equality, Canadian Charter of Rights and Freedoms, women, judges
While it may be in questionable taste to begin an article on equality with a poem that uses "man" in the global sense, John Donne's words do evoke a sense of community that feminists would applaud.' The tension between an individualistic and communitarian approach to the world is crucial to how equality will be defined in Canada. Violations of equality diminish the rights and dignity of all Canadians and not just the particular individuals or the specific groups who are the immediate victims of inequality. This recognition is only the beginning of the complex task of defining equality as guaranteed in section 15 of the Charter of Rights and Freedms.3 Unravelling the concept of equality at a theoretical level is the focus of the articles by Peter Rogers and Colleen Sheppard which follow this one. Defining equality in specific situations is the thrust of the articles on prostitution, pornography, homosexuality and pensions for women in the second part of this volume. My task is to explore the role of judges in promoting equality as a link between the more general comments on judging by Professor McBride that precede this article and the more direct treatment of equality in the articles that follow.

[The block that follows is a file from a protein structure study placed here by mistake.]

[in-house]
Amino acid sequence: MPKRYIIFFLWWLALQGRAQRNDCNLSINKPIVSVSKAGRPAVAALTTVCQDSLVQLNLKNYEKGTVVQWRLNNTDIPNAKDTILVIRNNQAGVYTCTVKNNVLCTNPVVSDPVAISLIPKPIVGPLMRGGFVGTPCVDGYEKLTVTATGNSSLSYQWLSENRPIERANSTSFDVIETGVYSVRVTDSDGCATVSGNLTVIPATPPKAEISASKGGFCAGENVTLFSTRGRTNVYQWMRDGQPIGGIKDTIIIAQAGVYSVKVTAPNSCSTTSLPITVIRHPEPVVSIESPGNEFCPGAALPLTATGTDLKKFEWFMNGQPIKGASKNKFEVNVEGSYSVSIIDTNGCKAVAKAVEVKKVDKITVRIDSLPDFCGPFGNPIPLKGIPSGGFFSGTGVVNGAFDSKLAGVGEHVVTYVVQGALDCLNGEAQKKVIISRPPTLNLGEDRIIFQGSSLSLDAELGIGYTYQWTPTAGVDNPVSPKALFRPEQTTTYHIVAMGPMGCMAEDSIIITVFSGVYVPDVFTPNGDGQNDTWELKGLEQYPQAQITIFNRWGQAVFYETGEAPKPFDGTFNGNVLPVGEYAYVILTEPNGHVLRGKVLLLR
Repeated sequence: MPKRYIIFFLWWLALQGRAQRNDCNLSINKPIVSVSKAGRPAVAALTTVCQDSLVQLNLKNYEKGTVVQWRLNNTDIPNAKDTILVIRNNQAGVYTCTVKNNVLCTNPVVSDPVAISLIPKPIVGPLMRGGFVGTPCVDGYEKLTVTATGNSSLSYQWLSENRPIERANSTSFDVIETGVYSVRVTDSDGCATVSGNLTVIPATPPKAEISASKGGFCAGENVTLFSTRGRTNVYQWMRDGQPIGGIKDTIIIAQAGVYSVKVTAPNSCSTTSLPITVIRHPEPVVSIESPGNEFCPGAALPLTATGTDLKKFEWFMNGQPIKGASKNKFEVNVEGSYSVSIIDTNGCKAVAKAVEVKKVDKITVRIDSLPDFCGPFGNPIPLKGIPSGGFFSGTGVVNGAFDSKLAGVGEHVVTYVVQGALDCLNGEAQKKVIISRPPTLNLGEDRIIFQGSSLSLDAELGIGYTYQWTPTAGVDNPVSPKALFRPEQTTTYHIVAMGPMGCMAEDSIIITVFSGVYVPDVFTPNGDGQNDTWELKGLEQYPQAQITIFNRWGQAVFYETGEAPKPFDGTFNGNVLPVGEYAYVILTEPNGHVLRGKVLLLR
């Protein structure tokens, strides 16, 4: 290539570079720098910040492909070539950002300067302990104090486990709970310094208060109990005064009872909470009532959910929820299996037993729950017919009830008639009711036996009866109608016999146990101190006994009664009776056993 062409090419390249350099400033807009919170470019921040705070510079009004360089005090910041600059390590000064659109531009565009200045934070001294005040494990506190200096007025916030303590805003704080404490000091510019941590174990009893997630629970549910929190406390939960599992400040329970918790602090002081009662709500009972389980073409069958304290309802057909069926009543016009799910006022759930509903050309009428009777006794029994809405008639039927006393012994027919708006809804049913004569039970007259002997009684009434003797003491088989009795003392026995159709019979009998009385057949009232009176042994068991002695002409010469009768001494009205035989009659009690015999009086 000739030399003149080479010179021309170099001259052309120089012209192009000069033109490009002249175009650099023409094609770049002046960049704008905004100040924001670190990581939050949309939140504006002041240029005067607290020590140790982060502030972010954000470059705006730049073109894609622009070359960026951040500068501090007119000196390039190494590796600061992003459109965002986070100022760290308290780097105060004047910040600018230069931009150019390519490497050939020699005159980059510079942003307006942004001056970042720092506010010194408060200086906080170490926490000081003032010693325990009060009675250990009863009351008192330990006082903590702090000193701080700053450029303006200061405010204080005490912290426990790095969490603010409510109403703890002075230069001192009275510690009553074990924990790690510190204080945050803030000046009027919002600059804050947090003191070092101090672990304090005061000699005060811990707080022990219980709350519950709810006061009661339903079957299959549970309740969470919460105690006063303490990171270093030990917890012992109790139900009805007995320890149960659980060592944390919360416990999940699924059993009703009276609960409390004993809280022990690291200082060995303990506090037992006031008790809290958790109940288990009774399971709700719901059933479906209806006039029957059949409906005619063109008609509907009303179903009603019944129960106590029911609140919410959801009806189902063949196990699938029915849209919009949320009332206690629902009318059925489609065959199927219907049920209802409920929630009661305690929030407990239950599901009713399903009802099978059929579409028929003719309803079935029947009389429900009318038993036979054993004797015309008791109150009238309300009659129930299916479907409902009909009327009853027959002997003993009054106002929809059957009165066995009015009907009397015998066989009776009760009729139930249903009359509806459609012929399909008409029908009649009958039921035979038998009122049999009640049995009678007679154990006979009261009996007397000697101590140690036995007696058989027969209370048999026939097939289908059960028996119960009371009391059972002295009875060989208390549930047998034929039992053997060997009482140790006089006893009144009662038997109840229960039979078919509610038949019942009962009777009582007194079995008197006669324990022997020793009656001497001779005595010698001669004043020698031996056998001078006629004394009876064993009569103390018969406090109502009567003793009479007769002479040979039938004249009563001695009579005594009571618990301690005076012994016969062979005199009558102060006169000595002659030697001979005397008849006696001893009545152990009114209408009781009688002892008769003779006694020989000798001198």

Wayne MacKay, "Judging and Equality: For Whom Does the Charter Toll?" (1956) 10:2 Dal LJ 35.